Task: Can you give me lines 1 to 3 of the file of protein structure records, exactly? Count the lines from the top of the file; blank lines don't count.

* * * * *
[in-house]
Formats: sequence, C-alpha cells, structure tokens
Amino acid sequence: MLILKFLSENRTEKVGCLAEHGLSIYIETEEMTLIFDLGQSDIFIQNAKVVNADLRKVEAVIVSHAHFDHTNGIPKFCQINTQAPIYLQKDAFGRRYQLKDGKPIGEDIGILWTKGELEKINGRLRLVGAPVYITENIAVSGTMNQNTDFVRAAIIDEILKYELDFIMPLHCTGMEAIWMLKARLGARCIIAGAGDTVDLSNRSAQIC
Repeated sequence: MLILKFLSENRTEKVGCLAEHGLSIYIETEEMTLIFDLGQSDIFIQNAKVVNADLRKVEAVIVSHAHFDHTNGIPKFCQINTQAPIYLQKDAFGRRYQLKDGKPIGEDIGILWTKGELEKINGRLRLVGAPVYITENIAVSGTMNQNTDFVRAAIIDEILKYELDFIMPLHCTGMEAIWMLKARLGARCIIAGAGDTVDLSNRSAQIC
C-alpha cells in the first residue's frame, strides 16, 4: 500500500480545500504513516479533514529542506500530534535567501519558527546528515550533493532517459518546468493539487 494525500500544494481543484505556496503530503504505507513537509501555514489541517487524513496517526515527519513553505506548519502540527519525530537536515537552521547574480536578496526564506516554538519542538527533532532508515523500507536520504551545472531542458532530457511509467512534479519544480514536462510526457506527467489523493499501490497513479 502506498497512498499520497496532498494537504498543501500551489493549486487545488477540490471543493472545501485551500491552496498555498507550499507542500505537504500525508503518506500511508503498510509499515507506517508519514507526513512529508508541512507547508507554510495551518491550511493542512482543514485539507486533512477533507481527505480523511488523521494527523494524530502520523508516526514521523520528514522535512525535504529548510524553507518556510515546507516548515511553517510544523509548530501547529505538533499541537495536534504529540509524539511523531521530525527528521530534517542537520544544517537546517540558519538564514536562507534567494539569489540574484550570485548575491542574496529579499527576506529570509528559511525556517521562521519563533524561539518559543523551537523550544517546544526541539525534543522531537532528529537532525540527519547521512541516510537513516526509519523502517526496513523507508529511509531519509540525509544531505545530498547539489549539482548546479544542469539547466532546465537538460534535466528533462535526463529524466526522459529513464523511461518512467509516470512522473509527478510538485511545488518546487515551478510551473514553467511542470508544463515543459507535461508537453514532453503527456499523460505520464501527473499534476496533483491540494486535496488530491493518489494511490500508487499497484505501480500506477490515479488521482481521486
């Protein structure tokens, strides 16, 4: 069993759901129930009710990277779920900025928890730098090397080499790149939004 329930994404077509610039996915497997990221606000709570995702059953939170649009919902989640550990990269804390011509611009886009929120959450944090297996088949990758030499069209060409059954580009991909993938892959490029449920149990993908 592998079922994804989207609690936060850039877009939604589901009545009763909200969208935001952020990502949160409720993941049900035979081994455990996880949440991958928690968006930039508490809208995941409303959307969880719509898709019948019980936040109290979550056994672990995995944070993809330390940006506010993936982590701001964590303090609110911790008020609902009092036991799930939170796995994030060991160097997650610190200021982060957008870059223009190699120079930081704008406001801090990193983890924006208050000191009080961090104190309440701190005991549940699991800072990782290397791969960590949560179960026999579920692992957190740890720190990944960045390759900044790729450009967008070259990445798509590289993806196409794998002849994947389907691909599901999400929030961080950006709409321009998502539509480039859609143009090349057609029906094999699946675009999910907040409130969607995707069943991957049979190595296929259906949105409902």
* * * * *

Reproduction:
[in-house]
Formats: sequence, C-alpha cells, structure tokens
Amino acid sequence: MLILKFLSENRTEKVGCLAEHGLSIYIETEEMTLIFDLGQSDIFIQNAKVVNADLRKVEAVIVSHAHFDHTNGIPKFCQINTQAPIYLQKDAFGRRYQLKDGKPIGEDIGILWTKGELEKINGRLRLVGAPVYITENIAVSGTMNQNTDFVRAAIIDEILKYELDFIMPLHCTGMEAIWMLKARLGARCIIAGAGDTVDLSNRSAQIC